2. I agree with the article and the comment above. I have also written and spoken about the negative connotations of the term and am surprised to not that there are many women in the blog sphere who still use the term about themselves. Is it because there are no viable alternatives? Or is it because for some women, the label truly encapsulates their experience of the expat life?

  3. I have been reading your blog posts for a while now, as I now have a daughter who is an Expat in Germany. But, I see real similarities in this discussion of the trailing spouse to how I felt as the wife of a medical student/resident physician/physician. We attended a series of seminars for physicians and spouses and the real emphasis was on the spouse having interests of their own as well as their life at home.

  4. Lamentable though the situation in relation to accompanying spouses is, the problem is not really what we are called. The entire international labour market seems to be predicated on there being one of the partners willing to “support” the other, to “support” in this sense seems to mean something like, “stop pursuing your own interests and career, and don’t complain about it”. How this usually cashes out is that the woman in a relationship has to take on the “supportive” role, in a way that would be inconceivable and unacceptable to many of us if we were in our home countries, but I am not sure the situation would be more OK if the man takes on this “supporting” role. This usually has nothing to do with the cultural norms of the country of relocation, but the demands and expectations of the employer.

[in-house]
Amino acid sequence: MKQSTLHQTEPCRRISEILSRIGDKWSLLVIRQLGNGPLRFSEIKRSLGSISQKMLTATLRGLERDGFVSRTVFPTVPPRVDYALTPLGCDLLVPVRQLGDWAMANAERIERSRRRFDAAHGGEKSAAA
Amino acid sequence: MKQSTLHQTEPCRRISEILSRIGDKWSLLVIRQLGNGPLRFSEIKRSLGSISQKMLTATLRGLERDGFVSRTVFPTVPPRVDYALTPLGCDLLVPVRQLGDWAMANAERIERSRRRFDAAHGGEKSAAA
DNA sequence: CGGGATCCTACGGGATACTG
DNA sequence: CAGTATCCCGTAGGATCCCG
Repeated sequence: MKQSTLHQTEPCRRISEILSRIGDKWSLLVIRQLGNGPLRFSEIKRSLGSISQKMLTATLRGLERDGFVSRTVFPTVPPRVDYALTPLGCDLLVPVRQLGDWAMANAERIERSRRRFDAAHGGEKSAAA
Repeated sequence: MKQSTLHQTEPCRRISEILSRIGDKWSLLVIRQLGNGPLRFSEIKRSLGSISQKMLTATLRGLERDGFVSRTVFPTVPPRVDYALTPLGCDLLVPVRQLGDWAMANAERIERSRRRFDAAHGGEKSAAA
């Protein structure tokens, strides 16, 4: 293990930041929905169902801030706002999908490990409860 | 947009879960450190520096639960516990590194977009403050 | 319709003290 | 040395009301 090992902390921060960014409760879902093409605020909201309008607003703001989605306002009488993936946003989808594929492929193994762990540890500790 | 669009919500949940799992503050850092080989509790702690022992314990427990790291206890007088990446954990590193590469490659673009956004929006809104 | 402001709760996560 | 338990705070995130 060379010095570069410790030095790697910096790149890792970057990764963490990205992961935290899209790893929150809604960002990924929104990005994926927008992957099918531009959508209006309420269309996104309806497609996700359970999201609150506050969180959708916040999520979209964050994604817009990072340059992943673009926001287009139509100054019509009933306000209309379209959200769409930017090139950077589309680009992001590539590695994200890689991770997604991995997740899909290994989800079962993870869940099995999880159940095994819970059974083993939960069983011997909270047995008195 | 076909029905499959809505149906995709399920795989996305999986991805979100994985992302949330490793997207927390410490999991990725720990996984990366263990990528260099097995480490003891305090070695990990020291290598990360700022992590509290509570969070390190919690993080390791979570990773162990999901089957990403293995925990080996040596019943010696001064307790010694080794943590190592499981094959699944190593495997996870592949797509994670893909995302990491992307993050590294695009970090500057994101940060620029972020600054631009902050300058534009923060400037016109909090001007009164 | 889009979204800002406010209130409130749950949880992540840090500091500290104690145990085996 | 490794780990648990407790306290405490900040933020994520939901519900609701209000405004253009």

In this context the phrase “trailing” spouse seems quite apposite, in that they are there simply in virtue of the fact that their employed spouse is there. Of course, this doesn’t imply that we have to remain as burdensome appendages, as the word “trailing” seems to invoke.

  5. I think it would be a positive start to reframe the issue by not using the term trailing spouse. Although I do appreciate that often the organizational stance is one of “appendage” to the principal. We need to find another less demeaning term as well as look at the assumptions and implications. There are important psychological implications to how we see ourselves and the names we give.